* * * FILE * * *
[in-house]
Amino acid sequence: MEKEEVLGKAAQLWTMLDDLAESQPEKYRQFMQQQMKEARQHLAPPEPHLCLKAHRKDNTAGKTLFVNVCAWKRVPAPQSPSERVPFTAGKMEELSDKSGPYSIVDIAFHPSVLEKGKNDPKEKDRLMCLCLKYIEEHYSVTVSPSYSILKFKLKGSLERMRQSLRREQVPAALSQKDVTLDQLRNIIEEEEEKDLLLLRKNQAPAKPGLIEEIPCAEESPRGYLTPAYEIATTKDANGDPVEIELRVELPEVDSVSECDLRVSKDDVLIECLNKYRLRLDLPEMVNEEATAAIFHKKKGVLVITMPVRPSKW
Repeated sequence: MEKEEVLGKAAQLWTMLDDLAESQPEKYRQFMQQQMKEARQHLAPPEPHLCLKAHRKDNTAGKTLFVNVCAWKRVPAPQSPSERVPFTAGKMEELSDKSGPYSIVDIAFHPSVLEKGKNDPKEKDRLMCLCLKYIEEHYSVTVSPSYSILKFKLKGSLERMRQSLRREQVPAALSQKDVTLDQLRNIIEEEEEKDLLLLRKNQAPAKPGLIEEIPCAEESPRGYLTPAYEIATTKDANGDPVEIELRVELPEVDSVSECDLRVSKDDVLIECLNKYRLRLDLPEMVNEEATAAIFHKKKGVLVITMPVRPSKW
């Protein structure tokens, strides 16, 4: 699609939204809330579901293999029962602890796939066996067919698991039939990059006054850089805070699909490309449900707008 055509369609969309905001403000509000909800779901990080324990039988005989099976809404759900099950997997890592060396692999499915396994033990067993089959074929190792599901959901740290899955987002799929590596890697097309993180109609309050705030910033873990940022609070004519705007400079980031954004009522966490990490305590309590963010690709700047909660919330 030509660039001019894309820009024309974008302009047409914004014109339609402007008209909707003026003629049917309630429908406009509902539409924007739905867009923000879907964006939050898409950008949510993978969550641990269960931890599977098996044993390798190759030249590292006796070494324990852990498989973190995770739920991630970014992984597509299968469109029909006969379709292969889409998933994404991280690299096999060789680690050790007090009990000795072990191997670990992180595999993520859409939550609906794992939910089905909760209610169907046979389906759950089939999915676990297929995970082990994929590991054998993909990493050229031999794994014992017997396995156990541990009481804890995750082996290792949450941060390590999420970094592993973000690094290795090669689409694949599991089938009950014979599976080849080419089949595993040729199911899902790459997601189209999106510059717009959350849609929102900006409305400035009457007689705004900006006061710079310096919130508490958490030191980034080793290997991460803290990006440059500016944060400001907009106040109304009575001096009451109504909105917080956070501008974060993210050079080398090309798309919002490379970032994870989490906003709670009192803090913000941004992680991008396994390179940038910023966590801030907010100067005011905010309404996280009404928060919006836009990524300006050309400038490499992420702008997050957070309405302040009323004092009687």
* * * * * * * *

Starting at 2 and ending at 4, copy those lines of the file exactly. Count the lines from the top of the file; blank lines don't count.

Amino acid sequence: MEKEEVLGKAAQLWTMLDDLAESQPEKYRQFMQQQMKEARQHLAPPEPHLCLKAHRKDNTAGKTLFVNVCAWKRVPAPQSPSERVPFTAGKMEELSDKSGPYSIVDIAFHPSVLEKGKNDPKEKDRLMCLCLKYIEEHYSVTVSPSYSILKFKLKGSLERMRQSLRREQVPAALSQKDVTLDQLRNIIEEEEEKDLLLLRKNQAPAKPGLIEEIPCAEESPRGYLTPAYEIATTKDANGDPVEIELRVELPEVDSVSECDLRVSKDDVLIECLNKYRLRLDLPEMVNEEATAAIFHKKKGVLVITMPVRPSKW
Repeated sequence: MEKEEVLGKAAQLWTMLDDLAESQPEKYRQFMQQQMKEARQHLAPPEPHLCLKAHRKDNTAGKTLFVNVCAWKRVPAPQSPSERVPFTAGKMEELSDKSGPYSIVDIAFHPSVLEKGKNDPKEKDRLMCLCLKYIEEHYSVTVSPSYSILKFKLKGSLERMRQSLRREQVPAALSQKDVTLDQLRNIIEEEEEKDLLLLRKNQAPAKPGLIEEIPCAEESPRGYLTPAYEIATTKDANGDPVEIELRVELPEVDSVSECDLRVSKDDVLIECLNKYRLRLDLPEMVNEEATAAIFHKKKGVLVITMPVRPSKW
């Protein structure tokens, strides 16, 4: 699609939204809330579901293999029962602890796939066996067919698991039939990059006054850089805070699909490309449900707008 055509369609969309905001403000509000909800779901990080324990039988005989099976809404759900099950997997890592060396692999499915396994033990067993089959074929190792599901959901740290899955987002799929590596890697097309993180109609309050705030910033873990940022609070004519705007400079980031954004009522966490990490305590309590963010690709700047909660919330 030509660039001019894309820009024309974008302009047409914004014109339609402007008209909707003026003629049917309630429908406009509902539409924007739905867009923000879907964006939050898409950008949510993978969550641990269960931890599977098996044993390798190759030249590292006796070494324990852990498989973190995770739920991630970014992984597509299968469109029909006969379709292969889409998933994404991280690299096999060789680690050790007090009990000795072990191997670990992180595999993520859409939550609906794992939910089905909760209610169907046979389906759950089939999915676990297929995970082990994929590991054998993909990493050229031999794994014992017997396995156990541990009481804890995750082996290792949450941060390590999420970094592993973000690094290795090669689409694949599991089938009950014979599976080849080419089949595993040729199911899902790459997601189209999106510059717009959350849609929102900006409305400035009457007689705004900006006061710079310096919130508490958490030191980034080793290997991460803290990006440059500016944060400001907009106040109304009575001096009451109504909105917080956070501008974060993210050079080398090309798309919002490379970032994870989490906003709670009192803090913000941004992680991008396994390179940038910023966590801030907010100067005011905010309404996280009404928060919006836009990524300006050309400038490499992420702008997050957070309405302040009323004092009687």